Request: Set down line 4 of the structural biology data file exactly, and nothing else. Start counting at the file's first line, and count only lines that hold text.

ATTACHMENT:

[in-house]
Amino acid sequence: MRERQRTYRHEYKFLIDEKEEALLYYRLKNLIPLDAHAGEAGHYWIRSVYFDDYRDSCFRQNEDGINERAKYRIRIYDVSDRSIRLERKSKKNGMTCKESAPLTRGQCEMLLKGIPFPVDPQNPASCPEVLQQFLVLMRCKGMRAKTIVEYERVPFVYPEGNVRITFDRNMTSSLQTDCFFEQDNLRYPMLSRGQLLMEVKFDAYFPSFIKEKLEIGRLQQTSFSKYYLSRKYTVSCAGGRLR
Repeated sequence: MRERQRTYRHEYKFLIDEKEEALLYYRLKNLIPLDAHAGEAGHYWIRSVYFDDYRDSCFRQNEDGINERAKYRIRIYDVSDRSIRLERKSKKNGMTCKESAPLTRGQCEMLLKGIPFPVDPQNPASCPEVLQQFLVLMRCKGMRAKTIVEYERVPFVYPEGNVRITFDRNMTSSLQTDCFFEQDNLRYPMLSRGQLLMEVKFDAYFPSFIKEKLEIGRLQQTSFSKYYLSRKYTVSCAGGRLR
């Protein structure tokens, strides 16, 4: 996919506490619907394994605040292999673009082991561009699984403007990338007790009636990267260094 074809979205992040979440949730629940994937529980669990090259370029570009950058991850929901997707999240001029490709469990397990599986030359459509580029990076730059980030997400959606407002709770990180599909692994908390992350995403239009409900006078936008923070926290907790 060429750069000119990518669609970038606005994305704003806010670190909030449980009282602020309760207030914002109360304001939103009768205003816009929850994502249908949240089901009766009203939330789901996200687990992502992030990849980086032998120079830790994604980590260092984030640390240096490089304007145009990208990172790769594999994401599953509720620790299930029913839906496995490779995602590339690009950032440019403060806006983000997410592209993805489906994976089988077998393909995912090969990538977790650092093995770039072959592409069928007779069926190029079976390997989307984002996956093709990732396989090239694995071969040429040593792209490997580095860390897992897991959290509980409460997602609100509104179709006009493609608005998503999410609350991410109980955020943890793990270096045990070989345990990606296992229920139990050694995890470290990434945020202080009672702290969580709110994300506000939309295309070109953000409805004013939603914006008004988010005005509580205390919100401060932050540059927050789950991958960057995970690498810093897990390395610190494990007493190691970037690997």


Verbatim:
């Protein structure tokens, strides 16, 4: 996919506490619907394994605040292999673009082991561009699984403007990338007790009636990267260094 074809979205992040979440949730629940994937529980669990090259370029570009950058991850929901997707999240001029490709469990397990599986030359459509580029990076730059980030997400959606407002709770990180599909692994908390992350995403239009409900006078936008923070926290907790 060429750069000119990518669609970038606005994305704003806010670190909030449980009282602020309760207030914002109360304001939103009768205003816009929850994502249908949240089901009766009203939330789901996200687990992502992030990849980086032998120079830790994604980590260092984030640390240096490089304007145009990208990172790769594999994401599953509720620790299930029913839906496995490779995602590339690009950032440019403060806006983000997410592209993805489906994976089988077998393909995912090969990538977790650092093995770039072959592409069928007779069926190029079976390997989307984002996956093709990732396989090239694995071969040429040593792209490997580095860390897992897991959290509980409460997602609100509104179709006009493609608005998503999410609350991410109980955020943890793990270096045990070989345990990606296992229920139990050694995890470290990434945020202080009672702290969580709110994300506000939309295309070109953000409805004013939603914006008004988010005005509580205390919100401060932050540059927050789950991958960057995970690498810093897990390395610190494990007493190691970037690997």